Jack Colback - Nottingham Forest, free

Where they're strong

Martin Dubravka
Image: Martin Dubravka's injury has dealt Newcastle a blow

A five-man defence, a league-topping 934 clearances and Dubravka's heroics helped Newcastle avoid a relegation battle last season.

That solidity was achieved despite facing 200 shots on target - only Norwich faced more - and Dubravka prevented 8.7 goals, according to Opta xG data.

Where they need to improve

The stats reveal how Newcastle's success at the back also came at a cost at the other end of the pitch, with numerous metrics suggesting Bruce's side sat deeper than any other team in the Premier League last season.

The Magpies produced league-low numbers for passes in the final third and ball recoveries further up the pitch. In addition, their passing sequences also started closer to their own goal than any other team in the league.

Key man

Allan Saint-Maximin celebrates his goal against Southampton
Image: Allan Saint-Maximin was Newcastle's chief threat

Newcastle were surely indebted to Allan Saint-Maximin as well as Dubravka for preserving their Premier League status.

The Frenchman's mazy dribbles frequently elevated monotonous fare and Bruce's side won just once - scoring only nine goals - in 12 games where he did not feature.

There is room for improvement when it comes to his individual output - three goals and four assists - but he was the driving force in an otherwise cautious side; a player who could still stir the most dispirited of supporters.

Wilson, who was swayed to join by Alan Shearer, will carry plenty of hopes on his shoulders of course, too; only Crystal Palace and relegated pair Norwich and Watford scored fewer goals last season.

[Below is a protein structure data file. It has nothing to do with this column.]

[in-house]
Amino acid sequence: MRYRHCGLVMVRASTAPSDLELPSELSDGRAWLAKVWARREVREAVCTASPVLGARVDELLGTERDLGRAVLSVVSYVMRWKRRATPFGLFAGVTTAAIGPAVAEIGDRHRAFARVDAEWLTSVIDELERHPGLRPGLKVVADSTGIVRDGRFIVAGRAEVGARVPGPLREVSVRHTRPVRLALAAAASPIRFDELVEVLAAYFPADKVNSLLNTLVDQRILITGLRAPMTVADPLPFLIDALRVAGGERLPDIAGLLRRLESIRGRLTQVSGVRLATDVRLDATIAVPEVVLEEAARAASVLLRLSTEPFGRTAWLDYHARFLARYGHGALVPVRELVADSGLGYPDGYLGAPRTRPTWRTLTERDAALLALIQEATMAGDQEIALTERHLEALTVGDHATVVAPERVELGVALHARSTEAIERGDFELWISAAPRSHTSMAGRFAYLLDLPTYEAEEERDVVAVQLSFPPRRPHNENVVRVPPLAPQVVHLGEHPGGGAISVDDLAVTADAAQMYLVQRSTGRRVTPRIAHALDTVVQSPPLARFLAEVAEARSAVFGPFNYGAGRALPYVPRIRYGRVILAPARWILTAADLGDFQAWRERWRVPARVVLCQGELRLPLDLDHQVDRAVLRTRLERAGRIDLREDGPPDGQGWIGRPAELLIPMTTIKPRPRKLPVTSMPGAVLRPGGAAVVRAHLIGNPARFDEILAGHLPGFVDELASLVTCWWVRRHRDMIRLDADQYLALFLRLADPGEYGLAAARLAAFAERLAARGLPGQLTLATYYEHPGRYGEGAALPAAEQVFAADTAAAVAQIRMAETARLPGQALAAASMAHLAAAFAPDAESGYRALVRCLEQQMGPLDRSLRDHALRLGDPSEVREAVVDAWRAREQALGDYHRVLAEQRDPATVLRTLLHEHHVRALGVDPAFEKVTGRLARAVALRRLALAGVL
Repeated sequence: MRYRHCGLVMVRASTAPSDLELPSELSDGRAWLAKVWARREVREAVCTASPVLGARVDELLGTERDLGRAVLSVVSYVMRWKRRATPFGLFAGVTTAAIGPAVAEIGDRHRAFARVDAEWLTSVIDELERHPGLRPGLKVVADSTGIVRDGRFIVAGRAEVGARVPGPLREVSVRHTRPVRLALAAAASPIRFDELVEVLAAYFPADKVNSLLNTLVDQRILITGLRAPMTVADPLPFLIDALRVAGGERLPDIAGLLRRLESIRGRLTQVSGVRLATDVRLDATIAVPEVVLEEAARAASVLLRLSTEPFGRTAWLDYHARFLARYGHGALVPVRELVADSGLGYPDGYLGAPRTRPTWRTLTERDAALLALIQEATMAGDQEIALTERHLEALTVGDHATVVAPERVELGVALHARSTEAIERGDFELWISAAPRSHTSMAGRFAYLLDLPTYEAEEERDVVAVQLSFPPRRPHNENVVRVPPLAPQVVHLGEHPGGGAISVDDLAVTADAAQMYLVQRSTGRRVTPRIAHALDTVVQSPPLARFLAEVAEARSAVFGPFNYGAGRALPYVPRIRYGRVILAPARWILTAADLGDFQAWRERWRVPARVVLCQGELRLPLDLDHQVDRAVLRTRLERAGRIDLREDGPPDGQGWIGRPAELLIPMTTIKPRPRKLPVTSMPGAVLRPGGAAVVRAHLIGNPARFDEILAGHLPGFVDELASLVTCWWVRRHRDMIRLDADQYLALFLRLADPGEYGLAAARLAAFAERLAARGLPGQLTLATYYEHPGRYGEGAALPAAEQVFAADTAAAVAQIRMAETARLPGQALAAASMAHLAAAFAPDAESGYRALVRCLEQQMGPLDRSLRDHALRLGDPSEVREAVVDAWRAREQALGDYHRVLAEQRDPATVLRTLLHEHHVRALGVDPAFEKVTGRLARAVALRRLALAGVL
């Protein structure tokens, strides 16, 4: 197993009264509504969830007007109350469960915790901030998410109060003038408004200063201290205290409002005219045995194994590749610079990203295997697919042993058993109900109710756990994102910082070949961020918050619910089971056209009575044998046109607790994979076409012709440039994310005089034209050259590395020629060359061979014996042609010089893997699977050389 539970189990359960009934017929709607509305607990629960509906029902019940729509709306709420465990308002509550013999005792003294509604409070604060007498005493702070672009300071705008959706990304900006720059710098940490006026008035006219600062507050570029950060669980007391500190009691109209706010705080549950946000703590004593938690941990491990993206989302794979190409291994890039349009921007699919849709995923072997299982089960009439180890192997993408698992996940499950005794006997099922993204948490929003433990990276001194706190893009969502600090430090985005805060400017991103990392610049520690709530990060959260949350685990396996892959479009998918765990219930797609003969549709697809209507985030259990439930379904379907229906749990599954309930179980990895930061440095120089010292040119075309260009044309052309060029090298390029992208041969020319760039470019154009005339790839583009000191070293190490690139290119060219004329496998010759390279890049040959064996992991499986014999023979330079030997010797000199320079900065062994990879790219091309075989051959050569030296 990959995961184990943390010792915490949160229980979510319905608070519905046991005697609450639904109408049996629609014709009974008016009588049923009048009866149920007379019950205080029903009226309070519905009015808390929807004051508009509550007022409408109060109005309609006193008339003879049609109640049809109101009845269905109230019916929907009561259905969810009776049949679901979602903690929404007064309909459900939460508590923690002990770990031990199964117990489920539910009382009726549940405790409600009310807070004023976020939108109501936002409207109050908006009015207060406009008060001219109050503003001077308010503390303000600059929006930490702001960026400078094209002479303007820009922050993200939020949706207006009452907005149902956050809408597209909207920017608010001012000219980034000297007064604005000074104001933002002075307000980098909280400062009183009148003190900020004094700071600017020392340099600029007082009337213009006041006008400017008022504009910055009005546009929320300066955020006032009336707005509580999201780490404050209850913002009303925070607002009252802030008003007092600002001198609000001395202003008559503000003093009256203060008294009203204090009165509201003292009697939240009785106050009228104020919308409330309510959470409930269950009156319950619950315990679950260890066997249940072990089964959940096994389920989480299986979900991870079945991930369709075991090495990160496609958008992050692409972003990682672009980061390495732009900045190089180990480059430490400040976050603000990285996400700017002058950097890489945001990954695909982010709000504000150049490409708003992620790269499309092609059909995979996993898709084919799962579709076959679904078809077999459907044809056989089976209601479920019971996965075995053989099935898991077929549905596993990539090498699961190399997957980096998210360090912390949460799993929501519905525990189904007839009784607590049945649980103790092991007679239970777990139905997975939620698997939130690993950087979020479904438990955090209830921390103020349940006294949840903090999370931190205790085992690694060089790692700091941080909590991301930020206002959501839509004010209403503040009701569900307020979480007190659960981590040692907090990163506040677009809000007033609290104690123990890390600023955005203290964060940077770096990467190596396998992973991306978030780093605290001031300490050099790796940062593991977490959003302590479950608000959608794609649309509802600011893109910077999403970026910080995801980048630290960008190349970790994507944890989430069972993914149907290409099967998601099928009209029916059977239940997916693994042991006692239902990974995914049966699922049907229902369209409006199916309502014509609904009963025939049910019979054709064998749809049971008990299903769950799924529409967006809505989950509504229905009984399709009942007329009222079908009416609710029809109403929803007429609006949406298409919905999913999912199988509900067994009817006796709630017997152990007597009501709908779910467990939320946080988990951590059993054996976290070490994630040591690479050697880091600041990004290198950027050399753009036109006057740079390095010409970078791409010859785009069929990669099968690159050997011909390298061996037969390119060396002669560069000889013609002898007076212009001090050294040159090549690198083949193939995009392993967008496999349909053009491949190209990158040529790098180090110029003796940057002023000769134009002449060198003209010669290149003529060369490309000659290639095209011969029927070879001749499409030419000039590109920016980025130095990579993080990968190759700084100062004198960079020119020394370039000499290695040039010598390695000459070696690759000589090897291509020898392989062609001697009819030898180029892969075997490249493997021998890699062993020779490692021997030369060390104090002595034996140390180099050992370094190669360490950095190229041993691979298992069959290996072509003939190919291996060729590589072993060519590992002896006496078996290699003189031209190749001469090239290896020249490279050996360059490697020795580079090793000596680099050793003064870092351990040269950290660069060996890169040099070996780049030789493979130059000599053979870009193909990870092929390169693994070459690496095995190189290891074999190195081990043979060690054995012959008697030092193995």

One to watch

Newcastle's Allan Saint-Maximin and Sean Longstaff celebrate their second against Bournemouth.
Image: Sean Longstaff thrived in a more attacking role towards the end of last season

Matty Longstaff will hope for a big season having finally signed an improved contract, but how brother Sean fares this term and where is an intriguing prospect. A cameo in the No 10 role, flanked by Saint-Maximin and Miguel Almiron, towards the end of last season will have provided food for thought.

After injury setbacks and links to Manchester United that might have temporarily turned his head, can the elder Longstaff stay fit and focused? And can Bruce utilise his attacking qualities more effectively this season?

What is success for Newcastle in 2020/21?

This is Newcastle, where predictions usually feel futile.

In a recent Newcastle Chronicle poll, 40 per cent predicted relegation and the overwhelming rest a bottom-half scrap. The club might still be in agonising limbo off the field but their signings on it certainly boost their chances of staying away from real trouble.

Success would be regime change, no doubt, but perhaps it boils down to something less tangible.

It was Bobby Robson who asked: "What is a club in any case? ... It's the noise, the passion, the feeling of belonging, the pride in your city. It's a small boy clambering up stadium steps for the very first time, gripping his father's hand, gawping at that hallowed stretch of turf beneath him and, without being able to do a thing about it, falling in love."

How Newcastle fans simply yearn to fall back in love with the black and white again.